How do I know if I need orthotics?
People with excessive foot pronation of the feet (also known as fallen arches or flat feet) account for nearly all of the people who need orthotics in order to function well. Only about 5 % of orthotics will be made for high arches and about half that number to offload pressure and help heal wounds.
We estimate that around 40% of the population have symptoms that would benefit from using arch supports. Given that only around 10% of the Australian population does, there are a lot of people out there suffering pain unnecessarily.
When your feet hurt, it is obvious that you might have a foot problem. A podiatrist is the logical place to go for help. What many people don’t realise is that poor foot function can cause widespread pain across your body. Think of your skeleton like a multi-storey building. e wouldn’t expect the window frames of the top floor to be straight if the foundations are crumbling and the whole structure is out of alignment.
Treatments including rest, massage and anti-inflammatory medication will probably help to relieve most types of pain until the movements that cause the pain occur again. Unfortunately, when that is just simply standing or walking, relief will be short lived.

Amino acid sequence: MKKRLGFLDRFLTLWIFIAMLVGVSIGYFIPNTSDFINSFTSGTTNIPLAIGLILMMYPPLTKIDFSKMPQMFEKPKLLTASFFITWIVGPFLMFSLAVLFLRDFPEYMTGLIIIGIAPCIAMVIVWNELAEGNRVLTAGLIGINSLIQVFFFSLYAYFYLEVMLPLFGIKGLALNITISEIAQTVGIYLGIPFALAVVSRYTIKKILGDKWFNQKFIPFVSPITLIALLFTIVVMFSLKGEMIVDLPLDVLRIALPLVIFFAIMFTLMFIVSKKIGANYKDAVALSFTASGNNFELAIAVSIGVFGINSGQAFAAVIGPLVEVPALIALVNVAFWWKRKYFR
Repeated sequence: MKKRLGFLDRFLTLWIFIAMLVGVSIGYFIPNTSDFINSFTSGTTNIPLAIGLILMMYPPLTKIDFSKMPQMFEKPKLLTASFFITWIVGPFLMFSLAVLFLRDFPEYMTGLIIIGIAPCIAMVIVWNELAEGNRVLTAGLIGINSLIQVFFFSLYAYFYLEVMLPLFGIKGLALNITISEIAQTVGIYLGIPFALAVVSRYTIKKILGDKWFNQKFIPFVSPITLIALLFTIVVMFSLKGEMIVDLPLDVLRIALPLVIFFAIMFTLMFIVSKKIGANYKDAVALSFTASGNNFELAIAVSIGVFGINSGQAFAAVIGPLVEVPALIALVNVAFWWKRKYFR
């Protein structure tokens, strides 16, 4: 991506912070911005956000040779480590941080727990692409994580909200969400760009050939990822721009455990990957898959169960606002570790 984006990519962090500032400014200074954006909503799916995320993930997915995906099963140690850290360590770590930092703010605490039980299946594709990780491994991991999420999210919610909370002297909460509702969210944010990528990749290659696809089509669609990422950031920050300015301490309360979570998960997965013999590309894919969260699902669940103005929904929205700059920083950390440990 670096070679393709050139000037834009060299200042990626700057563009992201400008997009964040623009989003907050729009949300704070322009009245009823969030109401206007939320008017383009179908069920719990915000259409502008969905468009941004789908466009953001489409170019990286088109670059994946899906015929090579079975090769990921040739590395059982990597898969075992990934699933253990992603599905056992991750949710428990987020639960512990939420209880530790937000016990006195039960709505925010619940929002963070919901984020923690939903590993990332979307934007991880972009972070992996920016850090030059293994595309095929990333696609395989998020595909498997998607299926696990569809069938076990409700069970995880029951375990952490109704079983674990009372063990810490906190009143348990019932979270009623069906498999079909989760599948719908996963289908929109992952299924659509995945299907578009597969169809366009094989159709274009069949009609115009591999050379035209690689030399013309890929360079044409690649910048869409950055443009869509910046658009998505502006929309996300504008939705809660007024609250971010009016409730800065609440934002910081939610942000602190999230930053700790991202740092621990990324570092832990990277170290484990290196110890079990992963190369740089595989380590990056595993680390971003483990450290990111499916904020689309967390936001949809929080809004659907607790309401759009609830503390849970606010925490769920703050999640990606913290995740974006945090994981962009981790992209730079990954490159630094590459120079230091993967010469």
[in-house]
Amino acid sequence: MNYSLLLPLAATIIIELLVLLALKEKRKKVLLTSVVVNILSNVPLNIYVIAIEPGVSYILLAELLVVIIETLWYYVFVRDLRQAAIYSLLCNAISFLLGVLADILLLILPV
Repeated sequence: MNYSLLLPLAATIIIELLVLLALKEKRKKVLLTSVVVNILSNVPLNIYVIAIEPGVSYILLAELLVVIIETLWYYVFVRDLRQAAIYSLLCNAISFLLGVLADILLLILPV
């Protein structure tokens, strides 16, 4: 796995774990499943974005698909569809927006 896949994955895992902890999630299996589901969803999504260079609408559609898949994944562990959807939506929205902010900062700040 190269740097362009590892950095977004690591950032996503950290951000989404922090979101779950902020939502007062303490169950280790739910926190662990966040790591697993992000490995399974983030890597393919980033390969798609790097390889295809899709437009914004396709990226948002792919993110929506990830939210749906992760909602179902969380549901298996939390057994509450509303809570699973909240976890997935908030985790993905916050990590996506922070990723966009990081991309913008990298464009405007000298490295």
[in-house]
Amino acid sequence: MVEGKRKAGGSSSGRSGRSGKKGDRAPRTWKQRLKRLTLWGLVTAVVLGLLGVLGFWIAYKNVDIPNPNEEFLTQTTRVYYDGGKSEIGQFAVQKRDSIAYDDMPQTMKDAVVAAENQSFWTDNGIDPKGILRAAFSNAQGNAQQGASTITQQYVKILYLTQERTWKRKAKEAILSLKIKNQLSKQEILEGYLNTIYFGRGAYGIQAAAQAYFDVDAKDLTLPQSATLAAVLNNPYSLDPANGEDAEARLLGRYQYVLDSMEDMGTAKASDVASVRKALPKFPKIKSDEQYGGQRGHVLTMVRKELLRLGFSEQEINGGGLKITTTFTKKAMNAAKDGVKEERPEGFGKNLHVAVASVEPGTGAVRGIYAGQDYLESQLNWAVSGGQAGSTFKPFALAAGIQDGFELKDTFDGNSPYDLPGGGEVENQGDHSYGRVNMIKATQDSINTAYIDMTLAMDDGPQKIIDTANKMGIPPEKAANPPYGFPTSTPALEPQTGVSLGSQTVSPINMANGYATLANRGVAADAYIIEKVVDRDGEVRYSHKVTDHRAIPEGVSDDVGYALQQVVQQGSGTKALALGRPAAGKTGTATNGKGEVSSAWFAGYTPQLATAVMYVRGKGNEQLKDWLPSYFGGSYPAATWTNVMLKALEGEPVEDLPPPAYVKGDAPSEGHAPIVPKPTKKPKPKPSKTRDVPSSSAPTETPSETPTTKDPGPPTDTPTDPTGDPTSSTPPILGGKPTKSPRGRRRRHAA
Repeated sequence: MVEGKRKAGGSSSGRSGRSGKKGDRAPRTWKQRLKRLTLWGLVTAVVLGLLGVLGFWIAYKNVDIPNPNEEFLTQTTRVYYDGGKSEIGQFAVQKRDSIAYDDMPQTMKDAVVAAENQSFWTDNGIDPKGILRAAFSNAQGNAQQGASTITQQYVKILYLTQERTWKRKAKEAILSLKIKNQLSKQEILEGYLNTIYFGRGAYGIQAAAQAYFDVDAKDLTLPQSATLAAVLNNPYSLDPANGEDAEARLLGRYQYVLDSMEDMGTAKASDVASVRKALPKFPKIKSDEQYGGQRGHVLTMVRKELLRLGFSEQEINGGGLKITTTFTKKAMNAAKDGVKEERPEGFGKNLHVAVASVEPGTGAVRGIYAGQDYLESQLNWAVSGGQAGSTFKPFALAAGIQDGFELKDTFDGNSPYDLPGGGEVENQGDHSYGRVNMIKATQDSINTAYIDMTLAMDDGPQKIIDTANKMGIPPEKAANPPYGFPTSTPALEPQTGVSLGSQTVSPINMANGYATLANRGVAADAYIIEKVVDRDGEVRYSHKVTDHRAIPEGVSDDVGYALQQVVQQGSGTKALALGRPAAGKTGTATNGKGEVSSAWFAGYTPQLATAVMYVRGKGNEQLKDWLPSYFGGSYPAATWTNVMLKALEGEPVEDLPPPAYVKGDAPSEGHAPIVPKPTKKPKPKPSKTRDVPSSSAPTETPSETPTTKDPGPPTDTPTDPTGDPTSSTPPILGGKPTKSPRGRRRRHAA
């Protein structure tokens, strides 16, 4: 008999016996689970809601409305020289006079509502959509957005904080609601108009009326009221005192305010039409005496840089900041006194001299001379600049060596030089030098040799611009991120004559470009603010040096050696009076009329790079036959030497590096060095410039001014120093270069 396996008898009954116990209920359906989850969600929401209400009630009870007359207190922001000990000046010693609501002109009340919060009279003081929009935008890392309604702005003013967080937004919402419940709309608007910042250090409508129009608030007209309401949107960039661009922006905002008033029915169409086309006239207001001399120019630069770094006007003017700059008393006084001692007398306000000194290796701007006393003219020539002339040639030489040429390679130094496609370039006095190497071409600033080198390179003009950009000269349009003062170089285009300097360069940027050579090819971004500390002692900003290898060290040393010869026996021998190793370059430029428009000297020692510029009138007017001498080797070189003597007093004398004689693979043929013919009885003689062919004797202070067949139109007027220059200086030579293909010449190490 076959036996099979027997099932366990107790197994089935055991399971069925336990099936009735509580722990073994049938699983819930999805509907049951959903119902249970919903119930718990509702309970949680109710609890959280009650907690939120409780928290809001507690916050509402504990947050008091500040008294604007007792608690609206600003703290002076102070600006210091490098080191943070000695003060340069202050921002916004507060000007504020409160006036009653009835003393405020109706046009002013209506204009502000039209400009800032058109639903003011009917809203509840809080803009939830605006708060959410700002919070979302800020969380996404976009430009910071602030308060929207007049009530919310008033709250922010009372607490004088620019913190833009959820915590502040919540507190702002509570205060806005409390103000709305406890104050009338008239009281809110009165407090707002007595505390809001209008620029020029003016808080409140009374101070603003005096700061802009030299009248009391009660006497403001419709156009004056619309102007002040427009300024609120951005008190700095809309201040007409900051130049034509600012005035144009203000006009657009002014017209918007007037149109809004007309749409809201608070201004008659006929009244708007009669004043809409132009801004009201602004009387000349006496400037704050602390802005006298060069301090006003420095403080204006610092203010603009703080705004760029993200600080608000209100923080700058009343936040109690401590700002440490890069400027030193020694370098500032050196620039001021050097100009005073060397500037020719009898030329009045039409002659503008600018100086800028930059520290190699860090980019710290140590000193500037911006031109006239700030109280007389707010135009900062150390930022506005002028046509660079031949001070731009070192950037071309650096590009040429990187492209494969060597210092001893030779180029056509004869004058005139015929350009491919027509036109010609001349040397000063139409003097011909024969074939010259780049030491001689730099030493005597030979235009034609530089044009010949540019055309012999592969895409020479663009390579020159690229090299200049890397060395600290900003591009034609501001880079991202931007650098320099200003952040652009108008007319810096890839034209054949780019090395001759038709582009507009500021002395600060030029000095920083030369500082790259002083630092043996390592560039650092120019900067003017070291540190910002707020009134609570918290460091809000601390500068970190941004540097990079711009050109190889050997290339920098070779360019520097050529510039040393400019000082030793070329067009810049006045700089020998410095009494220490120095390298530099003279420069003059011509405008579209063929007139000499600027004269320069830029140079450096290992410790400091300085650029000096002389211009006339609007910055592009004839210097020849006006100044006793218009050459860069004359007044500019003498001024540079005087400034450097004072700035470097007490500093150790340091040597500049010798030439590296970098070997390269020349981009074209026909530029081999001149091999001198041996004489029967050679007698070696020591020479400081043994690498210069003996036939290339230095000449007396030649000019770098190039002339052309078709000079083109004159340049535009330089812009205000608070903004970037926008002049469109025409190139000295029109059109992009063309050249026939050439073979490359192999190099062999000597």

Where might I get pain – do I need orthotics?
Here are two diagrams showing the most common places to experience pain due to poor foot function.
- Diagram 1 shows the bottom surface of the foot.
- Diagram 2 shows a whole body from the back. The kneecaps are also indicated on this picture.
Timing of pain that occurs when you need orthotics.
The diagram above shows many points of potential pain. These can all come about from poor foot function. Each point is in a place where a body part is put under excessive load. Usually this overloading occurs because the body is using a structure at the wrong angle, wrong time or in the wrong way. Overuse can cause an inflammatory response in damaged area and there are classic times when inflammatory conditions will be worst.
The first few minutes out of bed can be very painful. All soft tissue shrinks when cold and needs time to ‘warm up’ with movement. This is just like an athlete would do to prevent injury before working hard. Often the intensity of the pain will lessen with movement after five to ten minutes of moving around gently. It will often escalate again if activity is prolonged. In 2/3 of cases, standing still for long periods is worse for the injury than walking.
If any of these patterns of pain sound familiar to you, it may be that a visit to the podiatrist is long overdue. Call us today to see if we can help you achieve immediate pain relief and long term correction. Wouldn’t it be nice to Walk Without Pain?